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The term ‘income shifting’ is used to describe the transfer of income-producing assets between family members (usually spouses or civil partners) either where one pays income tax at a lower marginal rate than the other, or to ensure that personal allowances are fully utilised. Income shifting (or splitting) is a legitimate form of tax planning, provided you are careful not to trigger any anti-avoidance rules.
Jennifer Adams considers the tax implications of transferring income producing assets between spouses.
The rent-a-room scheme is an optional tax exemption scheme, which allows individuals to receive up to £7,500 of tax-free gross income (i.e. income before expenses) from renting out spare rooms in their only or main home.
As the Coronavirus continues to impact on household incomes, Sarah Laing points out that renting out a spare room can provide a tax-free cash boost.
The deadline for submitting the return online and paying HMRC are usually the same - one calendar month and seven days after the end of an accounting period. One day late and a default will be recorded.
Andrew Needham looks at the consequences of submitting a late return or not sending one in at all.
A major, yet fairly basic, part of income and corporation tax planning consists of the efficient use of losses, i.e. offsetting those losses against other profits. Many of the infamous tax avoidance schemes involved the (artificial) creation of losses to offset against other income and thus reduce or claim back tax.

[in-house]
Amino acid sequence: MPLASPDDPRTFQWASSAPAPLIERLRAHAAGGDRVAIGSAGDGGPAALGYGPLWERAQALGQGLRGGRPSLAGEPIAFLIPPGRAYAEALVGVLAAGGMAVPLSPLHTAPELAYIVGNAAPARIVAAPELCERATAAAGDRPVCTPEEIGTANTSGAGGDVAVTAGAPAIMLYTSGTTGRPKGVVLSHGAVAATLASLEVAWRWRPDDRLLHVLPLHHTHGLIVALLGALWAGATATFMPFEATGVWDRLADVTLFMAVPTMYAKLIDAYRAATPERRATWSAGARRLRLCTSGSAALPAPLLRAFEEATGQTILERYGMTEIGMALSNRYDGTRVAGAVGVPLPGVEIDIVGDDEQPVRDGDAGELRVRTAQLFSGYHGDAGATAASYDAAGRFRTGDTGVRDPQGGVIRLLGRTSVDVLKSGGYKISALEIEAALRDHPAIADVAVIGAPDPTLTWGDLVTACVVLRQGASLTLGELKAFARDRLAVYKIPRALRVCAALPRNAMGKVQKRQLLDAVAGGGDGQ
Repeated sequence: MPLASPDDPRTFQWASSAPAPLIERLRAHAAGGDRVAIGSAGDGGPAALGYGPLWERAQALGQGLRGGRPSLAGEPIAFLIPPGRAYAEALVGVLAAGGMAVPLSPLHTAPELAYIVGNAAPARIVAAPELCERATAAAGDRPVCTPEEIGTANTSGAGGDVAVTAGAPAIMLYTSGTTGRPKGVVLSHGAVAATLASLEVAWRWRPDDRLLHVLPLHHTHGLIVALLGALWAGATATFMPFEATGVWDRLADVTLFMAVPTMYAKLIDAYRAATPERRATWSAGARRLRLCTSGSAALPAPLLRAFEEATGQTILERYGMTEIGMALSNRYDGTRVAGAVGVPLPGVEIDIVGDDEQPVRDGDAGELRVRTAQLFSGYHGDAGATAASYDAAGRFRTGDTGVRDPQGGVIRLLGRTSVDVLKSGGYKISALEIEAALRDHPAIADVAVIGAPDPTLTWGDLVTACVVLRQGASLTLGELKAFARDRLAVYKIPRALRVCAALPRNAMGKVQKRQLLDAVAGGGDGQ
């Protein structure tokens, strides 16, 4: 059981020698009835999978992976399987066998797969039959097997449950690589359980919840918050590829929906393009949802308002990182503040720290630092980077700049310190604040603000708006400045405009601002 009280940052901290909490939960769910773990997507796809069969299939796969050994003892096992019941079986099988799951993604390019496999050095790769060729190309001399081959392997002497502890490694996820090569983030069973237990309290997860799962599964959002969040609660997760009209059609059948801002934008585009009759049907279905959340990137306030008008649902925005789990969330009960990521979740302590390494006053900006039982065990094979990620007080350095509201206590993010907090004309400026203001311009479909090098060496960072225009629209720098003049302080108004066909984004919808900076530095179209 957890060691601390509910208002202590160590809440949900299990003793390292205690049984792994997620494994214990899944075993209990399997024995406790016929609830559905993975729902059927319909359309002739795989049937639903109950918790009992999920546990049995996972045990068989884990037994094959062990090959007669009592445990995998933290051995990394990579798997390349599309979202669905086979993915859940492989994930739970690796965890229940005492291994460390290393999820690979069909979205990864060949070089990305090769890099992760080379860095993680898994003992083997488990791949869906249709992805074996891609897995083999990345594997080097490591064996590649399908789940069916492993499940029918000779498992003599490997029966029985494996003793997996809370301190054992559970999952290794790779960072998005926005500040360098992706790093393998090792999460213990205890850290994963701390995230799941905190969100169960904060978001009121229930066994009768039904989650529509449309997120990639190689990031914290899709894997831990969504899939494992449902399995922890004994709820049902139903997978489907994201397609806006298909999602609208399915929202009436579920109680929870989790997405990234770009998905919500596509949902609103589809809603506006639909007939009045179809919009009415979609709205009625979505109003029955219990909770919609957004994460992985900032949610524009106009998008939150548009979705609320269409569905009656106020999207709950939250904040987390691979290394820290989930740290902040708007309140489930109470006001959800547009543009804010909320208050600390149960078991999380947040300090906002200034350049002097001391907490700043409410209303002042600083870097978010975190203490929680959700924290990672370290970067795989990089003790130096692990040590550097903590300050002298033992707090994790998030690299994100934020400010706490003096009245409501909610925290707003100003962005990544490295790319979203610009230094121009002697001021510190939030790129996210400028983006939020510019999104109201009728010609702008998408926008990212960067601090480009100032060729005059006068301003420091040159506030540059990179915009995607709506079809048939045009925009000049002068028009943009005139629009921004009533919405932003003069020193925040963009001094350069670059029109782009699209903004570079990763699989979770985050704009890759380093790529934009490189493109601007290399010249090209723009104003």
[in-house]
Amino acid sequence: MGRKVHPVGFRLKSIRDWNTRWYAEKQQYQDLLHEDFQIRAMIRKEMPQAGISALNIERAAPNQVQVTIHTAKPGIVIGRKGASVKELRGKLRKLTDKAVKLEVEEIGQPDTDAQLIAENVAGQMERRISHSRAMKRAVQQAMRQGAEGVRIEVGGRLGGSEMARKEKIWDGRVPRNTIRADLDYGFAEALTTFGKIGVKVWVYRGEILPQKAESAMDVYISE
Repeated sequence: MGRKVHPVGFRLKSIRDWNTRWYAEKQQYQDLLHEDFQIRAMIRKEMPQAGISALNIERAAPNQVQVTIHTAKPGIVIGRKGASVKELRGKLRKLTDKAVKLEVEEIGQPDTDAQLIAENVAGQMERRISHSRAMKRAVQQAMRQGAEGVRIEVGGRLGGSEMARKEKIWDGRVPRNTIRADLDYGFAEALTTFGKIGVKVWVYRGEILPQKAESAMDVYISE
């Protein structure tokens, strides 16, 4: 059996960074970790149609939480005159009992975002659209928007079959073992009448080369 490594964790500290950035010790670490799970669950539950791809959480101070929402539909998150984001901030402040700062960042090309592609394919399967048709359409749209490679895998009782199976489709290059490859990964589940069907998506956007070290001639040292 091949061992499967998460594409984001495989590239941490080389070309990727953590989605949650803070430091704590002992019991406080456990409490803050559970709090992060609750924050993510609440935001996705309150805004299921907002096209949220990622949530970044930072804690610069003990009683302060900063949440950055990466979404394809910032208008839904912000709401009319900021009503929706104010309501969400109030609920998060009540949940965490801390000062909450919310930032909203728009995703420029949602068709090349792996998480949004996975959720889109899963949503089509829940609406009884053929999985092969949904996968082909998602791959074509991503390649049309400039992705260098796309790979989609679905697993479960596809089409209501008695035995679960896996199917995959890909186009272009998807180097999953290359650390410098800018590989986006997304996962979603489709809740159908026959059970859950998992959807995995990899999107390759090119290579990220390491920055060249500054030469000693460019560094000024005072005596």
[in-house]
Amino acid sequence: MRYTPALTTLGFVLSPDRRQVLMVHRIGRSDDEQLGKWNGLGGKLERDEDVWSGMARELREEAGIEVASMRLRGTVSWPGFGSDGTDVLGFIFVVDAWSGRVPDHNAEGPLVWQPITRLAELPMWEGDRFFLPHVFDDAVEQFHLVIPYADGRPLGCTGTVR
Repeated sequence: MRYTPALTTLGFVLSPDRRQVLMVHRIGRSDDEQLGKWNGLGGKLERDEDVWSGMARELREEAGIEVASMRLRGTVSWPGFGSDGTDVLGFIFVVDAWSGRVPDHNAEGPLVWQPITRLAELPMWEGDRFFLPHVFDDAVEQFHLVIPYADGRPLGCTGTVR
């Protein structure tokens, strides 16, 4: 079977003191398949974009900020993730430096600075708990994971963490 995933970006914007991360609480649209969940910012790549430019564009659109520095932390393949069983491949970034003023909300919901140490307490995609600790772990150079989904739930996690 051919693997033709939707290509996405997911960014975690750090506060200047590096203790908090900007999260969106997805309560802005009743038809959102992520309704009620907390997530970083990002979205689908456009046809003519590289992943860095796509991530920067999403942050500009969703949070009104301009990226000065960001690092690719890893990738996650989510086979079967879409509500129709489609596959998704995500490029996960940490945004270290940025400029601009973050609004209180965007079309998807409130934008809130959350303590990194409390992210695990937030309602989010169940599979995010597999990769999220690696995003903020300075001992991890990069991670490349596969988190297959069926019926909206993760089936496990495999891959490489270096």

Chris Thorpe offers an overview on the tax-efficient use of losses for tax purposes.
Tax return filing season is well and truly here. Unfortunately, many individuals within self-assessment will submit their return after the filing deadline (i.e. normally 31 January after the end of the tax year) and face a penalty from HM Revenue and Customs (HMRC).
Mark McLaughlin looks at when penalties for late tax returns might be set aside due to a reasonable excuse for the late filing.
The statutory residence test (which took effect in April 2013) has made it possible to ascertain, with reasonable certainty, whether you are resident or non-resident in the UK for a particular tax year.
Kevin Read reminds readers of the anti-avoidance rules affecting temporary non-residents.
Inheritance tax (IHT), contrary to popular belief, is not a death tax but a gift tax, which means that a taxpayer can be taxed in life as well as on their estate at death.
Meg Saksida explains which gifts should be free from inheritance tax consequences this Christmas.
It is worryingly easy to inadvertently incur penalties for non-compliance with tax obligations. The eye-watering powers of HM Revenue and Customs (HMRC) are underpinned by penalty regimes for non-compliance with various statutory requirements.
Mark McLaughlin looks at how penalties for tax return errors can be reduced or eliminated in certain circumstances.
As we know, the Covid-19 crisis has meant that many employees are now working from home. There is already evidence of the environmental and commercial advantages of homeworking, but many employers have also said they are experiencing improved productivity and other positive benefits stemming from employees having a more balanced work/home lifestyle.
Sarah Laing looks at some tax aspects of homeworking, which have become particularly relevant due to Covid-19.